If you think about it, the environment does not produce concrete streets and urban areas on their own. Therefore it needs help when it rains as it no longer can soak up all the water and filtrate it for itself. SuDS mimic the natural drainage systems and filters out the toxins before they are able to poison our lakes and drinking water. A severe flood might also damage buildings that contain toxic materials (paints, pesticides, gasoline, etc..), release them into the environment, and cause a lot of damage (Rubin, 2016).

Despite this, I am also going to have to point out that natural flooding is part of the ecosystem, and the problem is often mostly related to urban areas. There is also some positive outcomes, especially for farmers, where the flooding distributes river sediments that help nourish the soil. So all in all, natural flooding is good, but flooding in urban areas are bad for you, the society and the environment. So help Mother Nature out and look into rain barrels and rain gardens, she’ll probably thank you for keeping the lakes clean and your food edible.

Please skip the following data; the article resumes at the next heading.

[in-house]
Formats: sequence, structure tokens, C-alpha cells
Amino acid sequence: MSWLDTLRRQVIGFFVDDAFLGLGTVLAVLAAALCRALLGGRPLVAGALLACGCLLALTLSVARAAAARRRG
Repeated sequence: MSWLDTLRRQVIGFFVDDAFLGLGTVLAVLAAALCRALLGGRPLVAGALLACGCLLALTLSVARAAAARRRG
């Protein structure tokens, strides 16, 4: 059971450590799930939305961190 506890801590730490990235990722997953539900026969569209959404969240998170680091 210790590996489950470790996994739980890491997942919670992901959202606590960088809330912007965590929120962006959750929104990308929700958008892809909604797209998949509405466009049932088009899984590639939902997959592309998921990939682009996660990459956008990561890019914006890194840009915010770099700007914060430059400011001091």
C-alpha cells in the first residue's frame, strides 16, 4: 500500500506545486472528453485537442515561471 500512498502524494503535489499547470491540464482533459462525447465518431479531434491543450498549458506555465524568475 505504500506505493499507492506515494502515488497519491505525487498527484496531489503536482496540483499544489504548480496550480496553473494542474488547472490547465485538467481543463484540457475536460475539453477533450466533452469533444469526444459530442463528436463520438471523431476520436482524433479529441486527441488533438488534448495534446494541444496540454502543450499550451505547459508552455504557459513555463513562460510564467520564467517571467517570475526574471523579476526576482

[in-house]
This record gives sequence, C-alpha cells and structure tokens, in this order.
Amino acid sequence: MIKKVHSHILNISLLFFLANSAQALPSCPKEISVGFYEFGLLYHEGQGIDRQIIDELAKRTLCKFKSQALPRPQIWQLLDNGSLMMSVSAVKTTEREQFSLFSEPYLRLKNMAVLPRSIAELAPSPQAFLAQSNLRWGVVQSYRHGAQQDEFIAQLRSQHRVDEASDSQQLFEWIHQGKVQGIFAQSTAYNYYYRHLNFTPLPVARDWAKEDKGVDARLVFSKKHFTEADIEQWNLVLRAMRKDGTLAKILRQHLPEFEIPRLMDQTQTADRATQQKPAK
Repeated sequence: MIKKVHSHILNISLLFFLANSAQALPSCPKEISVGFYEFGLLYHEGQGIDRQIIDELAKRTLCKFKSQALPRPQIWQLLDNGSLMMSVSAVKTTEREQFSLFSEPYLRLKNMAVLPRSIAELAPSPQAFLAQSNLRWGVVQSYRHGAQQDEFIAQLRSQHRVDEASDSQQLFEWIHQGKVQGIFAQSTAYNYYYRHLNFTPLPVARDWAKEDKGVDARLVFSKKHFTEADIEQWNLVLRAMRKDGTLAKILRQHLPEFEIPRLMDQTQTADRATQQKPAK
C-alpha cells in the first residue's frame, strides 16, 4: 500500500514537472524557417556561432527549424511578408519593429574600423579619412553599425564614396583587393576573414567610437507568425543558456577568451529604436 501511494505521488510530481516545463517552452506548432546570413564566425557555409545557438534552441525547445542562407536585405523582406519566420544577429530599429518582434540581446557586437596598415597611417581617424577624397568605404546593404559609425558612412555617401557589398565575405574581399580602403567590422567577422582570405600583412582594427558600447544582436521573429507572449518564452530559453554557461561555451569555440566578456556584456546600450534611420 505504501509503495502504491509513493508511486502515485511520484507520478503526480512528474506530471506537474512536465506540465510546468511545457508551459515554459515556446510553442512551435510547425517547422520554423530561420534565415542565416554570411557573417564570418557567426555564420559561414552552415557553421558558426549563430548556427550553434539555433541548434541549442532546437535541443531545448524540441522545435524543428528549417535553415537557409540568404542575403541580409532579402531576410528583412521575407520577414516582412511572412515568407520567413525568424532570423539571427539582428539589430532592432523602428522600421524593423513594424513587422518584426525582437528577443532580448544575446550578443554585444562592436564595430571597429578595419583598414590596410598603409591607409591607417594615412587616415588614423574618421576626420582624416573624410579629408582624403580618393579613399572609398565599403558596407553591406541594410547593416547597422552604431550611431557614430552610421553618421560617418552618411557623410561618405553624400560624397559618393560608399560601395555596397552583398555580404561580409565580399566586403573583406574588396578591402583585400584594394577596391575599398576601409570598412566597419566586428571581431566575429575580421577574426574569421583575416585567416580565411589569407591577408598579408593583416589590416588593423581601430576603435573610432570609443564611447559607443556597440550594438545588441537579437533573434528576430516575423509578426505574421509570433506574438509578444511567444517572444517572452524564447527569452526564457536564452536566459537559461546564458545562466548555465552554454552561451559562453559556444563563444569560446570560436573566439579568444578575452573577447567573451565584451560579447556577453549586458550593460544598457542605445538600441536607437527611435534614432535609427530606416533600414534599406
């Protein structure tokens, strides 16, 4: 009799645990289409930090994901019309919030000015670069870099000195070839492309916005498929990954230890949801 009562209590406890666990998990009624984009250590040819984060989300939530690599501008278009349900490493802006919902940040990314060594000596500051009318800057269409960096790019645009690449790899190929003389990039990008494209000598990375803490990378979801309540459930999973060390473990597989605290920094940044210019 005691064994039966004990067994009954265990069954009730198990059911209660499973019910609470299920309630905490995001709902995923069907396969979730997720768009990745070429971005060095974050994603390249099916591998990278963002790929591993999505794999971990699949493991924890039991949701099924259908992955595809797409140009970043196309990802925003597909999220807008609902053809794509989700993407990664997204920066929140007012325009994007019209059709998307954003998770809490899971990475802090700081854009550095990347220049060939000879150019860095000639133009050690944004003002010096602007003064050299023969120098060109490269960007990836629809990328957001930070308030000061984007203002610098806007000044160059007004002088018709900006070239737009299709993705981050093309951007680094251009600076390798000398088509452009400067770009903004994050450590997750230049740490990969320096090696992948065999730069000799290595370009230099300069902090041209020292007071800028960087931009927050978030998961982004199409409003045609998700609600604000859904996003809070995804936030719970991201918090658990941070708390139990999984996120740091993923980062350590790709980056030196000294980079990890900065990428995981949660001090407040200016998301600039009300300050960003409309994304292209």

20150915_161013-1Ingrid Berg is a Norwegian person. She loves superheroes, therefore she decided to study social marketing to help save the world. As an avid tech geek she loves to look at how technology is used and how it can be used in the everyday life.

Follow her on Twitter or LinkedIn with her.


 

Bennett, O. and Hartwell-Naguib, S. (2014). Flood defence spending in England. London: House of Commons.

Brighton & Lewes Downs Biosphere Project, (2014). Biosphere Management Strategy. Brighton

Kimpton, B., Grant, G. and Magklara, M. (2015). Portslade, West Sussex Urban Sustainable Drainage System (SuDS) Feasibility Study Report for Brighton & Hove City Council. Brighton.

Public Health England, (2014). Flooding: questions and answers about health. London: The Stationery Office Limited.

Rubin, K. (2016). Environmental Effects of Floods. [online] Soest.hawaii.edu. Available at: https://www.soest.hawaii.edu/GG/ASK/floods.html [Accessed 8 May 2016].


 

Photos:

Top Photo: Alex Krivec

Picture 1: The city of Columbus website